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J Nutr. 2009 Dec;139(12):2301-8. doi: 10.3945/jn.109.109900. Epub 2009 Oct 14.

Apolipoprotein A5 polymorphisms interact with total dietary fat intake in association with markers of metabolic syndrome in Puerto Rican older adults.

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  • 1Jean Mayer USDA Human Nutrition Research Center on Aging, Friedman School of Nutrition Science and Policy, Tufts University, Boston, MA 02111, USA.

Abstract

APOA5 -1131T > C and S19W single nucleotide polymorphisms (SNP) have been consistently associated with plasma lipid concentration and metabolic syndrome (MetS), alone and in modulation by dietary factors. Puerto Ricans have a high prevalence of metabolic conditions and high minor allele frequency for these SNP, suggesting a possible role in disease for this population. We aimed to determine the association of APOA5 -1131T > C and S19W with plasma lipids and markers of MetS, alone and in interaction with total fat intake, as a percent of total energy intake, in Puerto Ricans. Anthropometric and demographic data, FFQ, and blood samples were collected at baseline from participants in the Boston Puerto Rican Health Study (n = 802, 45-75 y). APOA5 S19W was associated with plasma HDL cholesterol (HDL-C) (P = 0.044); minor allele carriers had lower HDL-C [1.12 +/- 0.03 (mean +/- SE)] than those with the common variant (1.18 +/- 0.01 mmol/L), even after adjustment for plasma triglycerides (TG) (P = 0.012). Neither polymorphism was associated with TG or other lipids. Interaction of the -1131T > C SNP with total fat energy intake was observed for plasma TG (P = 0.032) and total cholesterol (P = 0.034). APOA5 S19W interacted with total fat intake in association with systolic (P = 0.002) and diastolic (P = 0.007) blood pressure. Neither SNP was associated with MetS in the overall analysis or after stratifying by total energy intake as fat. In conclusion, Puerto Ricans present a distinctive lipid profile in association with APOA5 polymorphisms. Dietary fat intake seems to modulate these associations. The results contribute to the understanding of health disparities in this population.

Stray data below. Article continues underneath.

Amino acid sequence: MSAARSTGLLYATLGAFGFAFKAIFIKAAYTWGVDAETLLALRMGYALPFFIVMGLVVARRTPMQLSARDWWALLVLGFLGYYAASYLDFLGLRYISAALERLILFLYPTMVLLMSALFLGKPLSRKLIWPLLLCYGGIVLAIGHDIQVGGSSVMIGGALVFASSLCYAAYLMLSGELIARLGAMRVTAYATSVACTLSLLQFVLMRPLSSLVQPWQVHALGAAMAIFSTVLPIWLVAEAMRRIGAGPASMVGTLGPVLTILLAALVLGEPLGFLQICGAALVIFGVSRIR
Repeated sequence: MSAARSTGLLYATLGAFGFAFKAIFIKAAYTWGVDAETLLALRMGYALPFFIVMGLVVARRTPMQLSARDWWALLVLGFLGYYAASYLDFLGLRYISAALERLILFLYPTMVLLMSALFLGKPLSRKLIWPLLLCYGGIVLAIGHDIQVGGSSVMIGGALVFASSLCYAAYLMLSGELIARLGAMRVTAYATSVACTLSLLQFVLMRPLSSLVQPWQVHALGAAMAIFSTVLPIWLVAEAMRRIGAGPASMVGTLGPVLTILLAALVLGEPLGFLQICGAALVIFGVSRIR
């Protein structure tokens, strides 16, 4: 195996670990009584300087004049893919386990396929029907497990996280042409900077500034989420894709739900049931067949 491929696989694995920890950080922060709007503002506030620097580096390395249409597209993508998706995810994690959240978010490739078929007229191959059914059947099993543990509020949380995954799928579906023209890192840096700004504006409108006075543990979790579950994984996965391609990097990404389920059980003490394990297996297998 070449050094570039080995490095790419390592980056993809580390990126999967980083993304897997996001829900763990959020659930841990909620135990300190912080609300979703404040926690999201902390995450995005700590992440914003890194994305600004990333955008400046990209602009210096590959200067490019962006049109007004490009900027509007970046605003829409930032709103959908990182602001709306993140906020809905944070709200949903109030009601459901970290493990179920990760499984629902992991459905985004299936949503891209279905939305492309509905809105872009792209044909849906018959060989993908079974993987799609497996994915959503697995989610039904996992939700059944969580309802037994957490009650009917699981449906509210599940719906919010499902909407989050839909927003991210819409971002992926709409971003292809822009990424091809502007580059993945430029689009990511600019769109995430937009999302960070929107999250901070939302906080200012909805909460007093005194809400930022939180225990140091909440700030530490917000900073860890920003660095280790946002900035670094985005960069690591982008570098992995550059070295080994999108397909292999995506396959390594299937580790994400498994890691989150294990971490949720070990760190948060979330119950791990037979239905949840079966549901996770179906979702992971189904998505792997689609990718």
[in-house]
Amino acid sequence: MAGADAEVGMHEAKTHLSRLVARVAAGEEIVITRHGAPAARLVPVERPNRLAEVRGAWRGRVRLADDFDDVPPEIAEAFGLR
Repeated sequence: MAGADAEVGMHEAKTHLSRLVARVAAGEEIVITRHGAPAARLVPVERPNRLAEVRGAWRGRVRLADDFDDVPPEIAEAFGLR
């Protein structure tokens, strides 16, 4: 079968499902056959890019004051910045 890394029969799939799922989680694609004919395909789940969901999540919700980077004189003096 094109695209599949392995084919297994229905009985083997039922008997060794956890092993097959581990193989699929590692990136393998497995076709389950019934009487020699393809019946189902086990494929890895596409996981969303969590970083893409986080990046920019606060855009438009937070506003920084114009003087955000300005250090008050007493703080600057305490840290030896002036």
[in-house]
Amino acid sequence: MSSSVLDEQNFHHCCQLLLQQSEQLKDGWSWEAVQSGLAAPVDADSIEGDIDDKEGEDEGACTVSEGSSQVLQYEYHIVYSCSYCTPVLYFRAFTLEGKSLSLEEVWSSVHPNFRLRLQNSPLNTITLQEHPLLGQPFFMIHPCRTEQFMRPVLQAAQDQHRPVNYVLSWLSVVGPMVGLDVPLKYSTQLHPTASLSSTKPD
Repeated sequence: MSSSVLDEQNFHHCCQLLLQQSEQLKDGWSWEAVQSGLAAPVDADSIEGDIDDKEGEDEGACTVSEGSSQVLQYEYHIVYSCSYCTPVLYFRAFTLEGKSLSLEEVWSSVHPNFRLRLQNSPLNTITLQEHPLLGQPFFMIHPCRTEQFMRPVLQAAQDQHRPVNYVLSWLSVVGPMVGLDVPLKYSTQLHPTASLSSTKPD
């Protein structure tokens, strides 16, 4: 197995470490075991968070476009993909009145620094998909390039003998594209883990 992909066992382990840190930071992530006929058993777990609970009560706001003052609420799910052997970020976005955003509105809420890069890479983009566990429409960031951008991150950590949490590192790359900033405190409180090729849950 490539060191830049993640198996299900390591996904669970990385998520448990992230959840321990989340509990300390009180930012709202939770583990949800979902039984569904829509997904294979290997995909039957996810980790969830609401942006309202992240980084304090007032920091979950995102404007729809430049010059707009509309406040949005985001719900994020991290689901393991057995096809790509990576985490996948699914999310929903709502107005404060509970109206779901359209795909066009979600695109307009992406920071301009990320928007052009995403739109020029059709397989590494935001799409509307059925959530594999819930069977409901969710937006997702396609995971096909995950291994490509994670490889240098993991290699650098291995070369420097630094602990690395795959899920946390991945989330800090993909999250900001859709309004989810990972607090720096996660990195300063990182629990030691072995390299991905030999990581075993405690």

PMID:
19828688
PMCID:
PMC2777477
DOI:
10.3945/jn.109.109900
[PubMed - indexed for MEDLINE]
Free PMC Article
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